The best form in running is of course decided on whoever wins. Some amateur runners tend to mimic the style of winners in marathons, and as a result, they neglect to perform a proper running technique. You can say that in order to win a race, you should apply your own style and pace in running. This may be true in some cases, but from a general point of view, your body decides what it feels best.
The correct running technique is not inborn to any individual; it is something to be learned. When you speak of style, it refers to your movement on whether you are crossing your arms forward, or you’re bringing them straight up to one side. It also refers to the way you raise your knees and other physical movements.
How to Run Safely
Some things determine your style in running, as well as the way that you should run safely through a proper running technique such as:
- Foot strike or touchdown is the key element in running which is the way your foot contacts the ground. You will notice that while some runners land through the balls on their feet, others land through their heels. There are also those who land flat-footed.
- When you’re engaged in a marathon, you should keep in mind that the key element in landing safely and effectively is called “pawback”. This term is applicable to the way you get your foot back before it makes contact on the ground.
- In proper running technique, you should swing your leg up in a forward position, and get it back in preparation for landing. This movement is important because it lessens your braking force in landing.
- Remember that when you travel forward, you are getting inertia in your body like a flywheel. While your body is constantly moving, it tends to continue in that particular direction except when it is obstructed by a force.
Correct Steps in Running
When you employ the proper running technique, you can avoid sprains, strains, and other injuries that are commonly experienced by many athletes who neglect proper care just to win the competition. Here are some tips for you to consider in joining a marathon:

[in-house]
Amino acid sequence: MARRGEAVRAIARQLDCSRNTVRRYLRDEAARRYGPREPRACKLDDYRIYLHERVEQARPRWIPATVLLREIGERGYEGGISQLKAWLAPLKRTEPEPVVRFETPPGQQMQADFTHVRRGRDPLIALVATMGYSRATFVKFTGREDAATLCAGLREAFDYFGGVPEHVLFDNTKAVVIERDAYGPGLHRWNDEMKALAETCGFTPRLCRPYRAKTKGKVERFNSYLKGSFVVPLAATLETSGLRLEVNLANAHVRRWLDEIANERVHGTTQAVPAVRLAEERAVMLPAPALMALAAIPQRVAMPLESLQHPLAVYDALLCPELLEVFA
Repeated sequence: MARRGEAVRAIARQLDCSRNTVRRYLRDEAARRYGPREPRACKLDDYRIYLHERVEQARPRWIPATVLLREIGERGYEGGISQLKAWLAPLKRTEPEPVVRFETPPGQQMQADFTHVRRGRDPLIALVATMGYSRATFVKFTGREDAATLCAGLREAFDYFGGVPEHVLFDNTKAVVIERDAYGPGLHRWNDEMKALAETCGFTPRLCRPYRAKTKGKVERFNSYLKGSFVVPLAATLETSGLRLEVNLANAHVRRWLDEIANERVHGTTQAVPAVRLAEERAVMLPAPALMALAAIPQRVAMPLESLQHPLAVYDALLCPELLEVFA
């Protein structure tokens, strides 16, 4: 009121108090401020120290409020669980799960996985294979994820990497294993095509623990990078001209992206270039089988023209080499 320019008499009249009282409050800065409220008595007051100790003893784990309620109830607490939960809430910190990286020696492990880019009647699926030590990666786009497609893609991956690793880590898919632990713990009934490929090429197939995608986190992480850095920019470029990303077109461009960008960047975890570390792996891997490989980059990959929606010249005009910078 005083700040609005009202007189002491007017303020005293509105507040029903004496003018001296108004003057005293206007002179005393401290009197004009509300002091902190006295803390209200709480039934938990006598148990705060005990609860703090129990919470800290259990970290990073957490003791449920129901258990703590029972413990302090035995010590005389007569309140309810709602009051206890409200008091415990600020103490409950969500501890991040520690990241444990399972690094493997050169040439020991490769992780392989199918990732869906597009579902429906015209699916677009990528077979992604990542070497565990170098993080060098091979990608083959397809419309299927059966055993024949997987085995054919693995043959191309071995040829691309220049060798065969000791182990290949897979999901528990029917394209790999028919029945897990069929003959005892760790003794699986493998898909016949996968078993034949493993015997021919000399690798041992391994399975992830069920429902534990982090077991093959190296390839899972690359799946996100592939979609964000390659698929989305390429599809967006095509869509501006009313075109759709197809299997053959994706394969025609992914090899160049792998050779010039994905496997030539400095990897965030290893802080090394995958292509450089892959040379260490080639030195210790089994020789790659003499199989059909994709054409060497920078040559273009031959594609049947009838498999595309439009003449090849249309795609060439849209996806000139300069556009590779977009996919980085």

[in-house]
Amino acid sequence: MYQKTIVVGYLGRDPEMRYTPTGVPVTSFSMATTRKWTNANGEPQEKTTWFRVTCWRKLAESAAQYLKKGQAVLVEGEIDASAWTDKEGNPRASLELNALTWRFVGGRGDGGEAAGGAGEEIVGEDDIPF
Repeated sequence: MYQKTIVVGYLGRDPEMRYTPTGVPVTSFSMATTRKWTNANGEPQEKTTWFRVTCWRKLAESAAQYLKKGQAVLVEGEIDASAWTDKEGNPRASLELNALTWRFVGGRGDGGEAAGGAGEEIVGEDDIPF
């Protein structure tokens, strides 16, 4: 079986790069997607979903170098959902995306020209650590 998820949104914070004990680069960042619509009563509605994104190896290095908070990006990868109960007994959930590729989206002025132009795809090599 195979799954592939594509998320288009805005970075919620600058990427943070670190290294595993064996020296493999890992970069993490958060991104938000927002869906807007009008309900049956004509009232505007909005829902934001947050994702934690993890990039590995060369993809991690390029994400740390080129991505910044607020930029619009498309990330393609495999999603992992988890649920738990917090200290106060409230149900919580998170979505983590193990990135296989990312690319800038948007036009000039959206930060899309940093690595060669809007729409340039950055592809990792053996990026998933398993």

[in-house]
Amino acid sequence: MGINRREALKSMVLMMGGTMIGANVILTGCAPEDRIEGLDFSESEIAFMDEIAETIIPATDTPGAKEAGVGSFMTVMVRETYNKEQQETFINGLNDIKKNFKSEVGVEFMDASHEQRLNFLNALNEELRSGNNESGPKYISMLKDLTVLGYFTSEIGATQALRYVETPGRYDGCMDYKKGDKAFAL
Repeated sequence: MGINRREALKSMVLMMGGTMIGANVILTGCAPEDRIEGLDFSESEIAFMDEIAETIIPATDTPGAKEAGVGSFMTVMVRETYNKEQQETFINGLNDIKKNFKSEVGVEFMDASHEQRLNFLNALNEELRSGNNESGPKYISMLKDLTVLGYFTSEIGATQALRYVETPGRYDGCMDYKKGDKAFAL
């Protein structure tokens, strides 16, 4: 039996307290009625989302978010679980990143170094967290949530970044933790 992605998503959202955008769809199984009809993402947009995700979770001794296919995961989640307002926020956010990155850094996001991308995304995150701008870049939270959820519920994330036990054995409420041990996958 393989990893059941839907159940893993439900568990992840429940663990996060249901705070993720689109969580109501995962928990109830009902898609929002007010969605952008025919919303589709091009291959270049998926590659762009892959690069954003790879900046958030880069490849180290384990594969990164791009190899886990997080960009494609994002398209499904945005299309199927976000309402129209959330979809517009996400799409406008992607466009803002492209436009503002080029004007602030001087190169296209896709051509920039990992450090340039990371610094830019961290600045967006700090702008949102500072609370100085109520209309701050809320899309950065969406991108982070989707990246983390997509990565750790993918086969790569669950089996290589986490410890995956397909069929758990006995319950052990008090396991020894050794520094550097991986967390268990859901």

- The milder your pawback is when you land, the more you are inclined to land slightly at the center of gravity through the back of your heel. The quicker your pawback is, the more you’ll land directly at the center of gravity on a flat-footed position.
- In order to remain upright on your feet with smooth breathing ability, try to imagine like being a puppet suspended on air with a string attached on your head. While you’re in a hanging position, gravity tends to align your head, pelvis, and torso. Keep your chin up and look forward instead of staring on the ground.
- One of the proper running techniques is moving your leg in front, creating a straight line, instead of a curve. Your hips, chest, and face should be pointed forward. This will preserve an effective center of gravity which can be moved easily over your foot. Your arms should sway back and forth ‘though not traversing the invisible line located on the sides of your torso.
Wrong Movements in Running
- Your error in landing through your heel can block your running progress. This can result to a shock on your body that could cause an injury if repeated several times.
- Once you land through your heel while your foot is pointing upward, it means that you’re not bringing your foot backward in a pawback motion. This results in a tremendous force in landing, and this is why appropriate running shoes are made with built-up heels that will absorb the force.
- When you land on the ball of your feet rather than through your heel, this could create a greater burden for your calf muscles. This is the reason why seasoned runners prefer to wear the kinds of shoes that are known to possess strong energy-absorbing features. These shock-absorbing shoes can reduce the tough driving forces and enable the runner to slow down.
Keep in mind that winning in a marathon with a serious foot injury is not great at all. Foremost in your mind should be how to win without injuring yourself, so, you should implement a proper running technique.
Also Read: Marathon Training Breathing Techniques